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Bethany Hamilton surfs to the big screen

Pro surfer Bethany Hamilton shot to fame after her inspiring return to surfing following a shark attack that cost her her left arm in 2003. Now, the Hawaiian native gets the surreal experience of watching her story recounted on screen in “Soul Surfer.”

Pro surfer Bethany Hamilton shot to fame after her inspiring return to surfing following a shark attack that cost her her left arm in 2003. Now, the 21-year-old Hawaiian native gets the surreal experience of watching her story recounted on screen in “Soul Surfer.” Metro spoke with Hamilton about seeing her life on camera, getting her story told the right way and balancing movie responsibilities, her surfing schedule and charity work.

What was your reaction when you saw the finished film?

Seeing the final cut, I was just stoked. I was kind of just nervous what Hollywood would do with a true story. But my family and I being able to give input and feedback on the script really helped it just stay true to who we are and authentic. And that’s what we wanted, just to share our faith and our love for surfing.

What did you think of AnnaSophia Robb, who plays you in the film?

AnnaSophia is amazing. I think she did so well just capturing who I am and my outlook on life. We became really good friends and got to hang out, and I taught her to surf. I think just by her getting to know me really just helped her show who I am to the world.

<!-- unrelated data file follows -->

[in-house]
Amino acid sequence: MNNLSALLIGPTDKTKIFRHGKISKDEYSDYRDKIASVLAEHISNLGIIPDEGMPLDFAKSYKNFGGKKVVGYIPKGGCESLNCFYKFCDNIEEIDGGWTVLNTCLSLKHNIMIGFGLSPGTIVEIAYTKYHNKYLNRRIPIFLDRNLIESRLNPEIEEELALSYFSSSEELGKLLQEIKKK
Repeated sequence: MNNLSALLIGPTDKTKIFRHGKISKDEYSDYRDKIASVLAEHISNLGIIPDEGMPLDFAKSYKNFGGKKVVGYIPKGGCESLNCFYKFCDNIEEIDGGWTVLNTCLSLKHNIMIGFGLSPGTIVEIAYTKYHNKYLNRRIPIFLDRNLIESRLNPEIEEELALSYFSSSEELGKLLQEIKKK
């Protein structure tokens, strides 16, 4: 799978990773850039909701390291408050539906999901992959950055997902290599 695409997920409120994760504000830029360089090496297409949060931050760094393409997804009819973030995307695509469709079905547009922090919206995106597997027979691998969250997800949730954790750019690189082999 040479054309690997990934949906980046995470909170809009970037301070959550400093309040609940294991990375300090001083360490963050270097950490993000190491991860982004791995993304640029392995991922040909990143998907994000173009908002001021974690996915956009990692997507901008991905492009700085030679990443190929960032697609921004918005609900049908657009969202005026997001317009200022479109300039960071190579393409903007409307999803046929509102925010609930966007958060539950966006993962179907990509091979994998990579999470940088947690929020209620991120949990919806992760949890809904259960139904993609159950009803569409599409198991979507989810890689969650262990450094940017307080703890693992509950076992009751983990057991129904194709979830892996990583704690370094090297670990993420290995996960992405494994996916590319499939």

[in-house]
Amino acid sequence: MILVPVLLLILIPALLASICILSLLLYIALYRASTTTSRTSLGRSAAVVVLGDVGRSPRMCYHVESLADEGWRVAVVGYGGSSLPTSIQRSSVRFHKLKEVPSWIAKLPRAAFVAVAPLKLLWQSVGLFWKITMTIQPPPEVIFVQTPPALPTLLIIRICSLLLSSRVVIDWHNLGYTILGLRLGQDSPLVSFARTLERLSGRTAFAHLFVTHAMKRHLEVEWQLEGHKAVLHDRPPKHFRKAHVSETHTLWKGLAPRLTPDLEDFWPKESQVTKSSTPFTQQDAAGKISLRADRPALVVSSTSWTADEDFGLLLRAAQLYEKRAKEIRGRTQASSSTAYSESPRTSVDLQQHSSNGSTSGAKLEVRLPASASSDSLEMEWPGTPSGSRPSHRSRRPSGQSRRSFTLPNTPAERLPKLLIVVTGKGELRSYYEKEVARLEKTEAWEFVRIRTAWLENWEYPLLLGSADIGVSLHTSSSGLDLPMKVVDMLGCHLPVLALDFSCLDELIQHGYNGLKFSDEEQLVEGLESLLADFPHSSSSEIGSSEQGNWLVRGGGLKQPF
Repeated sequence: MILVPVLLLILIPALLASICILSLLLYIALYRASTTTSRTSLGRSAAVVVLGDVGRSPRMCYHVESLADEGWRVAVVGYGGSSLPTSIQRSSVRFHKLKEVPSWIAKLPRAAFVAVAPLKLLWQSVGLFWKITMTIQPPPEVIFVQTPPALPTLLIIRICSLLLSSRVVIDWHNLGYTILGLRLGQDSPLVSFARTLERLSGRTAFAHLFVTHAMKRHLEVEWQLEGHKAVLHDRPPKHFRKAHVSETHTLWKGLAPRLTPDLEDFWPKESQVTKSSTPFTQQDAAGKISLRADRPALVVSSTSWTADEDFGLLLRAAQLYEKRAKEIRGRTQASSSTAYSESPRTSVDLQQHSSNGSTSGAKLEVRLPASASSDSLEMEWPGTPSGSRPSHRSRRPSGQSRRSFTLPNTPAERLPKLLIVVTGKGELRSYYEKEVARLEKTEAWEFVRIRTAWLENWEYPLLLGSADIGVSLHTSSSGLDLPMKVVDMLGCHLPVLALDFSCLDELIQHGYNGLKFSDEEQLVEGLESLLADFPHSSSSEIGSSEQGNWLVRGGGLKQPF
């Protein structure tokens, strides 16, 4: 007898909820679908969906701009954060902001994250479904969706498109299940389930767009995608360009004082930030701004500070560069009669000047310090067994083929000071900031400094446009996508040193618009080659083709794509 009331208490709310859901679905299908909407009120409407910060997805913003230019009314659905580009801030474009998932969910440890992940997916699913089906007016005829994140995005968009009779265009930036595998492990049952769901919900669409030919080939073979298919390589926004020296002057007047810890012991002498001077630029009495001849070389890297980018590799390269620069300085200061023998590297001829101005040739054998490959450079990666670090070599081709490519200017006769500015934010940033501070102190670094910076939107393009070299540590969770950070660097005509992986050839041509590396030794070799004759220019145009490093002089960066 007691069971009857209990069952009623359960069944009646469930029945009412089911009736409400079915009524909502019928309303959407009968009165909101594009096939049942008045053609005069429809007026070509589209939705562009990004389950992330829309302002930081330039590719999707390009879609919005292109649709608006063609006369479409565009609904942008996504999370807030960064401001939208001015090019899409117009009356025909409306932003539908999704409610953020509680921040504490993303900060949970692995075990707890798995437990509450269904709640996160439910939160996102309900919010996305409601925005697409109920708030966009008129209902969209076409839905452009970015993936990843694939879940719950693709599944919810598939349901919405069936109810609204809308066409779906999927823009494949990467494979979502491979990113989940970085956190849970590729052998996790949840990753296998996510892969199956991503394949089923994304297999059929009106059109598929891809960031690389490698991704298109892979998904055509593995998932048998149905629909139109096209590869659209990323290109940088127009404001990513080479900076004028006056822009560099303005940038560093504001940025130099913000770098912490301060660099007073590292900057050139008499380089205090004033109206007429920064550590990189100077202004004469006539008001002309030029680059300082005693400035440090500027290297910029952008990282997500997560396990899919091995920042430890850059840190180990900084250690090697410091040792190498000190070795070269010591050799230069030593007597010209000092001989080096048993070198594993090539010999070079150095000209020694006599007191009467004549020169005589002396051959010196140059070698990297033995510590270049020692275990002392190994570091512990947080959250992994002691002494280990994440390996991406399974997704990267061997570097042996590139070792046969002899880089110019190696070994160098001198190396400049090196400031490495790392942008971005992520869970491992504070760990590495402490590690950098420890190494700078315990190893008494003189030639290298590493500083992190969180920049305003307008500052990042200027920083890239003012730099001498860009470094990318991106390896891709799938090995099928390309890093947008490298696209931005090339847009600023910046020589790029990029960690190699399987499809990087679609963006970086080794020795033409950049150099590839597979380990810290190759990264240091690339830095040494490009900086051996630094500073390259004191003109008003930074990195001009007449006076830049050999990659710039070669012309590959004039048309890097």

Was there any part of the movie that were harder to watch than others?

No, I don’t feel like I’m reliving it at all. And I’ve healed really well from everything, so it’s been nice to not be so emotional and just be able to watch it and critique it and help it to be more accurate. The shark attack, for example, really was very accurate to how it actually happened. It was just really quick — in and out of there real quick, and I didn’t see anything. So I think that’s kind of nice, because I didn’t want to cause shark-phobia. I hope it doesn’t scare people away from the water. I want them to go out and enjoy the ocean and try surfing and go for swims and stuff. It’s something so special.

Your work with relief organization World Vision after the 2005 tsunami in Thailand plays a major part in the film. Have you been doing anything similar after the Japanese tsunami?

I’ve been tweeting about it a bit just to keep people’s awareness and not to forget. So often when tragic stuff happens, it’s like, “Oh no, look at this, this is awful!” And then you just forget the next day. But I approached World Vision to see if I could go, but I don’t know. I wish it was a different time, because I’ve always been wanting to go to Japan, even before the tsunami. It’s really sad. The Japanese people are just so beautiful. I have a good friend that I travel with and compete against, and she’s from Japan. She’s one of the best surfers ever out of Japan. I was just really upset when I heard about that, even though I know she’s OK.

Where are you in the pro surfing calendar now?

It just started. I had one event so far this year, which didn’t go so well. I’m not really expecting much with all the distractions with the movie, but I’ll still compete this year and hopefully get back into the groove of things soon.

 
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